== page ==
On Dying Like a Dog

I started this blog before I knew there was such a thing. I conceived it as a light-hearted look at the joys and frustrations of living amidst the rubble and renewal of an on-going renovation. I figured I’d salt it with tid-bits of our lives and sprinkle in some of the lessons I would learn about being content. I never intended this blog to be about grieving.

But life has a way of unfolding unexpectedly. Twists and turns bring us to unintended destinations. I believe God brings things into our lives with the intention of changing us.

“If to love others is one of the two great purposes for which we human beings have been given breath, then blows that soften our hearts and experiences that teach us how to find our peace in God must be necessary indeed.”

~Dr. Robert Rayburn.

And so, again I’m telling a story of loss. Not as great a loss as the death of our son, but a very real loss in its own way.

On Saturday, November 8, our dog Ursa lay down on the driveway for the last time and breathed her last. She was 11½ years old.

When we made our move to the country in May, 2003, it took only a few nights of listening to the yipping and yowling of coyotes before we realized we needed a dog. We learned of pups being given away, pedigree unknown, at a local gas station.

One spring evening, we stopped in at said gas station. Maybe we made an incongruous picture as eight of us, including our sons and daughter ages 5 to 18, piled out of our 15-passenger van. Maybe we felt a tad uncomfortable, not even sure this was a gas station, with no sign in front and a circle of young, smoking guys turning to stare unsmilingly at us. Maybe Monsieur smelled pot as we passed them.

One of them showed us to the back where a tawny-haired female barked at us threateningly. The puppies were about 8 weeks old, black with gold markings. While the kids checked out those that ran around our legs, I noticed one pup cowering in the shelter of an old car. We all agreed this shy and fuzzy dumpling should be the One.

When I asked what breed she was, the guy who was showing them said, “Cross between Australian shepherd, lab and mumble, mumble.” We happily brought home our pup and named her Ursa since she looked like a little bear.

Timo, 5, with Ursa (Minor) - he'd been hoping for a "bigger one, sharp teeth."

Timo, 5, with Ursa (Minor) – he’d been hoping for a “bigger one, sharp teeth.”

It was many months later that we learned what the “mumble, mumble” part of her heritage was. The owner of the gas station raised wolves, much to the townsfolk’s irritation with their eerie howling, and our dog’s sire was a purebred.

Pictures never do justice to dogs. Their noses look out-of-proportion enormous if you shoot from straight on. Their teeth, simply menacing. Unless the lighting is just right (which I never seem to manage), a black dog is simply a black blob. And no photo can ever do justice to the silky friendliness of a floppy ear or a warm furry back.

Monsieur has often marveled at the strangeness of animals living in relationship with humans. Why does a predator like a cat or a scavenger like a dog have fur that is a pleasure to their humans? How is it that a dog or horse, so much more powerful and dangerous than we are, will obediently do our bidding? It brings to mind James 3:7,8,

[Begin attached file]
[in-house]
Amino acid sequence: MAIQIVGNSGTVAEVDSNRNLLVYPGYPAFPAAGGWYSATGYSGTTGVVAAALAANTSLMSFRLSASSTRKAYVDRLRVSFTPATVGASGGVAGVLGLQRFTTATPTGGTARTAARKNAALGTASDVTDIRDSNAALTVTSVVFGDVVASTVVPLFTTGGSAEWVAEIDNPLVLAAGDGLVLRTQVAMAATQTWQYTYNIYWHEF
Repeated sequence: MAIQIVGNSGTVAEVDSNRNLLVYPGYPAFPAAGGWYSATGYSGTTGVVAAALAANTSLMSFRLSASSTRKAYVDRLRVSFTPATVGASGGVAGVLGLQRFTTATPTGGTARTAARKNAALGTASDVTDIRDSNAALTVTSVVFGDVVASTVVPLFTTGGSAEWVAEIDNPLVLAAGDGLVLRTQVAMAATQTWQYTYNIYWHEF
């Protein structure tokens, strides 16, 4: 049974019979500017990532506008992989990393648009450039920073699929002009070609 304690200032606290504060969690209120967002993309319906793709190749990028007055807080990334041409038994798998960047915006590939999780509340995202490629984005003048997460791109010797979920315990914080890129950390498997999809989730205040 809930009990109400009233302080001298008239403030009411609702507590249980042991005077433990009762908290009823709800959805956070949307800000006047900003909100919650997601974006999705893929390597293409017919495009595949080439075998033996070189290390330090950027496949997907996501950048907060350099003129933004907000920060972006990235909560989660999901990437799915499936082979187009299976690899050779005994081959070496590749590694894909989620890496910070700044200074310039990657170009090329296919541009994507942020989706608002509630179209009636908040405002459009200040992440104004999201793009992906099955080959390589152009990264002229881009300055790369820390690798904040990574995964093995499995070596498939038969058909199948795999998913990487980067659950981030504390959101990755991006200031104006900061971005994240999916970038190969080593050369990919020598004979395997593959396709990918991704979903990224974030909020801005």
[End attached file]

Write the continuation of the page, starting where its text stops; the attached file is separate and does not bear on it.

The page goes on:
“For every kind of beast and bird, of reptile and creature of the sea is tamed and has been tamed by mankind. But no man can tame the tongue. It is an unruly evil, full of deadly poison.”

A warning, certainly.

And how does a dog know that a child needs it, as Ursa seemed to know, staying right with our then six-year-old Down Syndrome son when he wandered a mile from home through the neighbours’ bull pasture one summer evening?

We have many happy memories of our dog – her fondness for honey toast, her gentleness in taking treats from our fingers, the indignity of being dressed up in hats and hoodies. There was the entire box of chocolates she found on the coffee table and devoured in moments when our back was turned one Christmas. All that food meant weight-gain, leading to our daughter-in-law’s nicknaming her, “The Hairy Coffee Table”.

In defending her home, she endured skunk spray and porcupine quills. Terrified of thunder, she also cowered from guns and anything that resembled one — cameras, binoculars, vacuum hoses… In later years, she did her duty remotely, her rumbling bark coming from under the deck whenever her arthritis made getting up for visitors too difficult.

Ursa’s death is a blow, coming so quickly after the second anniversary of the death of our son. But it’s a blow that’s meant to soften our hearts. Soften them to animals, yes, but most importantly toward people. All our memories of her are tied to our memories of people. She was a lovely dog, inextricably bound to our family. So how do I find contentment in loss?

It’s not death we are commanded to be content with. The Bible tells us death, not just human death, but all death, is an enemy and someday it will be finally defeated.

“…the creation itself will be liberated from its bondage to decay and brought into the glorious freedom of the children of God.” (Rom. 8:21) “The last enemy that will be destroyed is death.” (1 Cor. 15:26)

 Contentment is found in trusting the promises God  has made.

It’s found in knowing there’s a hope for the future.

 

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One Response to On Dying Like a Dog

  1. She sounds like a wonderful dog. My sympathies on your loss of a faithful companion.

    Like

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